Writings and observations

Carlson: The flagship?


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Chris Carlson
Carlson Chronicles


Ten years ago, if anyone asked which university in this state was the “flagship” institution of higher ed, the top undergraduate and graduate school, the state’s Land Grant school, the University of Idaho at Moscow, would have been the response.

Today that is not the perception. Many Idaho residents, especially in the Treasure Valley where one-third of the state’s population resides, would without hesitation say, Boise State University. The fact is indisputable: people equate success on the football field and the hardwood court to dominance as an educational institution.

Boise State’s remarkable run of success in imprinting itself not just on the consciousness of the state but the nation as well, as a legitimate contender for the national championship in Division I football, is rewarded. And those rewards are tangible in greater donations from alumni and student applications.

You have to doff your hat to the five-year strategic game plan conceived, implemented and executed by BSU president Bob Kustra. He and his staff have even done a brilliant job of changing perceptions by little things, such as always referring to the school as Boise State University. Rarely does one hear or see in print a reference to BSU, or the initials. Even the logo on the football helmets changed.

If nothing else, one has to concede that President Kustra and his team know how to market success.

To a large extent, Idaho’s Legislature and Board of Education have bought into the perception that BSU is No. 1, a notion that has been fostered skillfully. The bottom line is Boise State appears to have garnered ever more of the diminishing pie of state support. Without question, the highest paid person on a public payroll in Idaho is Boise State’s football coach, Chris Peterson.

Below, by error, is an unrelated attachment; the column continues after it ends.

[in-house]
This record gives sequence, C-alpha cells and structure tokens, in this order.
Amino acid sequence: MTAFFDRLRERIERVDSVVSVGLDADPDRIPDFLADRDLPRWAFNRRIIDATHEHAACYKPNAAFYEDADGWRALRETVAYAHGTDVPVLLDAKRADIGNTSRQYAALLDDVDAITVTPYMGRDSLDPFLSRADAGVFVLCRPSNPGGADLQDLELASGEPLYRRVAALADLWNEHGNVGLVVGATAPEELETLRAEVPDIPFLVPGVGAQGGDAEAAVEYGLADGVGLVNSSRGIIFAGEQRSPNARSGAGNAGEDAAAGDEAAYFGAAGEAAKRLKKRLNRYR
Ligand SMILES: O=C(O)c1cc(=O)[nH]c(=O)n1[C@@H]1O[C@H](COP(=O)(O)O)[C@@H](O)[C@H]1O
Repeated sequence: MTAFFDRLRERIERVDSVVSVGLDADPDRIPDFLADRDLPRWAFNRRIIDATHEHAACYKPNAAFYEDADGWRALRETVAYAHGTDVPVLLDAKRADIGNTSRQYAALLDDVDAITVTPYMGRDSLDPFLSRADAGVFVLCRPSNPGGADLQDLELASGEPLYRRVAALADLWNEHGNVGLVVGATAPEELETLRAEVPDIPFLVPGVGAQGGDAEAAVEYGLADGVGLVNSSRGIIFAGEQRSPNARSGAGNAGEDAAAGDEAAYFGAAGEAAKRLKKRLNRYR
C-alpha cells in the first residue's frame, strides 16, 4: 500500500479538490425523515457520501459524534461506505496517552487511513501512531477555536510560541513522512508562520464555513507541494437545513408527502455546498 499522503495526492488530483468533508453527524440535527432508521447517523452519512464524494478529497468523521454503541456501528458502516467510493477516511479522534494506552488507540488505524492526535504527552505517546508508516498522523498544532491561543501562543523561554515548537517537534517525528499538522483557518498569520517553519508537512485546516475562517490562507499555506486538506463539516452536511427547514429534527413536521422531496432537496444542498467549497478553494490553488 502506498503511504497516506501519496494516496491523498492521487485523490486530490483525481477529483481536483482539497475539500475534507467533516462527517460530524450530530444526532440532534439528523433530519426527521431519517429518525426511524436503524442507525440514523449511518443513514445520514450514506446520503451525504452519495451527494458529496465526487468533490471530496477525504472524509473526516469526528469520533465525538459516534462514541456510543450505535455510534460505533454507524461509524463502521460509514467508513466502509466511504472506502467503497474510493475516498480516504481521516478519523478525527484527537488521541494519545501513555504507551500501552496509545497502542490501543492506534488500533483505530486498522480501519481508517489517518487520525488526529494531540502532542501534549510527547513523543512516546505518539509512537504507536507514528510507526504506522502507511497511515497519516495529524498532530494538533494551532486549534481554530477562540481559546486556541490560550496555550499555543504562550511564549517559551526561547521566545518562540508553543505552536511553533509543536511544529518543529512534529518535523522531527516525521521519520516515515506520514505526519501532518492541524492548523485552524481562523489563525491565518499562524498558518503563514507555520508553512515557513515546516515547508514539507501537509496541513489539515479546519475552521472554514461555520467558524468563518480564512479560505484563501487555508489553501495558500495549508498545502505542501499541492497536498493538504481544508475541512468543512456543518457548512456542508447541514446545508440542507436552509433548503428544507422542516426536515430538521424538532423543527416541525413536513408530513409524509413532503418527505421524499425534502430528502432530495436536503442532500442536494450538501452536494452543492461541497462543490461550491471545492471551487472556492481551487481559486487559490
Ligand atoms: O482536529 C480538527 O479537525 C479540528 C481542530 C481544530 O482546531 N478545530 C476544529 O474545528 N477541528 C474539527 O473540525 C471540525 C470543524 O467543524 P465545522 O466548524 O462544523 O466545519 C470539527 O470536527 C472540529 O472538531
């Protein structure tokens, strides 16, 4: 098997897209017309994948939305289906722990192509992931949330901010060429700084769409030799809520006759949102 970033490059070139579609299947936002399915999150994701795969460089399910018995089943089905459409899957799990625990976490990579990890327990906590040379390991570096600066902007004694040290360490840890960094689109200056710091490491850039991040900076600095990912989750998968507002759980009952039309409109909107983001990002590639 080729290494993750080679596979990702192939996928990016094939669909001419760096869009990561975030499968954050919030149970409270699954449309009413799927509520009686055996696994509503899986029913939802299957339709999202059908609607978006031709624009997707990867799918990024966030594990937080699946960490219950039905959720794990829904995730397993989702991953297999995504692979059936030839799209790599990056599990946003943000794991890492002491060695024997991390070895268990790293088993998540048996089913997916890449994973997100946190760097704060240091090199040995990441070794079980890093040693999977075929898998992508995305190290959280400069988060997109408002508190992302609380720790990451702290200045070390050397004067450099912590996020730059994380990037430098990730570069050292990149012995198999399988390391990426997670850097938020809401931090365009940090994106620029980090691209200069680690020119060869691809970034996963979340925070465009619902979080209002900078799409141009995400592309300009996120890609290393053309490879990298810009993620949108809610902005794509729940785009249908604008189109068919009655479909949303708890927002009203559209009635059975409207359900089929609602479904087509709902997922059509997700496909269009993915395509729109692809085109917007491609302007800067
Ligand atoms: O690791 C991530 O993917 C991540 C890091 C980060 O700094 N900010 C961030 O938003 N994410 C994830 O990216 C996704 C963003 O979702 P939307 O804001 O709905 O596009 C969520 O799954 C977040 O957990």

Most of the time, perception is reality. In the world of academia, however, reality is the ranking of universities in terms of real dollars expended for research and in attendant doctoral offerings. Here is where the rubber meets the road.

Despite new marketing programs that tout Boise State as a research university, the facts belie the claim. It is here where even the adoring Idaho Legislature is shirking its responsibility to decently fund Idaho higher education. The consequence is a real dearth of Idaho’s top students attending its leading universities; they chose to seek their higher education out of state, and usually never to return.

Idaho’s major businesses can also be indicted for getting caught up in the fervor of football success, largely ignoring that the state’s system of higher education isn’t producing the quality workforce many of these businesses need to succeed in the world marketplace.

There are eight classifications that academia follows in ranking colleges and universities, put out by the prestigious Carnegie Institute. The highest category is for research universities, private schools like Harvard, Yale, Princeton, Columbia, Stanford, Rice and public schools like the Universities of Washington, Michigan and California.

The next category, the second highest, are universities with high research activity.

The University of Idaho and, surprisingly, Idaho State University, despite being constantly subjected to less state support, are in this second tier.

When the list came out this year some observers were surprised by ISU because the Pocatello school has one of the lowest graduation rates in the country (16%) and its enrollment declined 2.5% this year from last.

The enrollment decline for ISU was predictable as the state stood by and watched as the LDS Church converted the two-year Ricks College in Rexburg into Brigham Young University-Idaho with four-year course offerings and graduate-level courses. BYU-Idaho’s enrollment is approximately that of ISU with the Mormon school on the rise and ISU on the decline.